NASA just analysed temperature records for August 2016, and has announced that not only was last month the hottest August on record - it also ties with July 2016 as the hottest month ever since meteorological records began in 1880.
So, good job, humans, we just made it through what looks to be the two hottest months in human history.
If your déjà vu is kicking in, don't worry, you have heard all this before, kinda.
Just last month, we reported that July 2016 was the hottest month on record - some 0.84˚C (1.27˚F) warmer than the 1950-1980 global average, and 0.11˚C (0.2˚F) degrees hotter than the previous hottest-ever months.
July 2016 also happened to mark the 10th consecutive month of record-breaking heat across the globe, with June 2016 being the hottest June on record, May 2016 being the hottest May on record, and so on, all the way back to October 2015, according to NASA's records.
The US National Oceanic and Atmospheric Administration (NOAA) uses a slightly different measure to figure out global average temperatures, and has calculated that before July 2016, there have actually been 14 consecutive record-breaking months.
According to the NOAA's records, the hot streak actually goes back to May 2015.
"The scary thing is that we are moving into an era where it will be a surprise when each new month or year isn't one of the hottest on record," Chris Field, a climate scientist at the Carnegie Institution and Stanford University, told News.com.
And how right he was, because August came and went, and now August is the 11th consecutive hottest month on record.
The difference here is that when we were talking about July 2016, the previous record-holders for the hottest month known to science were July 2015 and July 2011. This time, the previous record-holder wasn't one or five years ago, it was last month.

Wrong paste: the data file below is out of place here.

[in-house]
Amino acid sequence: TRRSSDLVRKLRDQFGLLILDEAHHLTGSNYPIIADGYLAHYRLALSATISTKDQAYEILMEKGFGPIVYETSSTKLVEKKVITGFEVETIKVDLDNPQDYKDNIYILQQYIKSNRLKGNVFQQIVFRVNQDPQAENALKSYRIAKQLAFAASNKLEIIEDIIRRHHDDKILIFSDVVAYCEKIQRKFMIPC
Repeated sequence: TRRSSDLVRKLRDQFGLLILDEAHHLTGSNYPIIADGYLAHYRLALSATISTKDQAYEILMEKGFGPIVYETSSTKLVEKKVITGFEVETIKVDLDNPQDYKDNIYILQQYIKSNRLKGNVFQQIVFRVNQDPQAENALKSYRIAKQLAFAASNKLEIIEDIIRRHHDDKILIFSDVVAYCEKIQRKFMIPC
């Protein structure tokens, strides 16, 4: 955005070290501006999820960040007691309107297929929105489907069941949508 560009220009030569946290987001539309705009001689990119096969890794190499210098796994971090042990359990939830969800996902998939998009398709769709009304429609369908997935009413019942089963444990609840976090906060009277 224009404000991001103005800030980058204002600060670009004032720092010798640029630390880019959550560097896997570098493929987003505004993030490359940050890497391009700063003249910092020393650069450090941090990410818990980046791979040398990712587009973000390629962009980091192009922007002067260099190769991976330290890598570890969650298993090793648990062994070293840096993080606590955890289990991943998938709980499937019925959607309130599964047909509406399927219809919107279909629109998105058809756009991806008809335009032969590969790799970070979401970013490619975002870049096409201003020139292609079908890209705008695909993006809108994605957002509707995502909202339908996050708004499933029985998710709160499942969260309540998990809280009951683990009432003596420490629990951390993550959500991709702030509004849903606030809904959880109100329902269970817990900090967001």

"Although the seasonal temperature cycle typically peaks in July, August 2016 wound up tied with July 2016 for the warmest month ever recorded," NASA reports. "August 2016's temperature was 0.16 degrees Celsius warmer than the previous warmest August in 2014."
What's perhaps most concerning about this news - even more so than the fact that we've just experienced the two hottest months on record back-to-back - is that August was when experts predicted something of a cool-down.
As Andrea Thompson points out over at The Guardian, it was thought that July 2016 would likely be the last record hot month of the year, given the dissipation of El Niño, which is typically associated with a sustained period of warming in the central and eastern tropical Pacific.
While NASA notes that it's important to keep these individual records in perspective, because one, two, or even 11 record-breaking months don't give us nearly enough data to start making assumptions about worldwide trends related to a 4.5-billion-year-old planet, longer-term trends have been carrying pretty much the same message.
"Whether one year is 0.1 degree warmer than any other - it doesn't mean too much," Gavin Schmidt, director of NASA's Goddard Institute of Space Studies, told Robinson Meyer at The Atlantic.
"The main issue is the longterm trend shows the planet is 1 degree Celsius - almost 2 degrees Fahrenheit - warmer than it was during the 19th century. That has a very large impact on polar ice, on agriculture, on coastal erosion, on water safety. It's a century-long trend at this point."
You can see that trend in action here:
And if you've got a friend who's still not convinced that something very bad and human activity-related is going on here, because "the climate has been changing throughout Earth's 4.5-billion-year history", the guys from xkcd have something to show them.
The bottom line is that hottest months on record can't tell us much in the grand scheme of things, but in this case, they just so happen to be reflecting a much larger, and far more concerning reality - that Earth has never experienced warming like this before, and so far, we're doing a pretty terrible job at mitigating that.
"We like anniversaries and records, but what the world is doing while we talk is changing," says Schmidt. "And that's the big takeaway."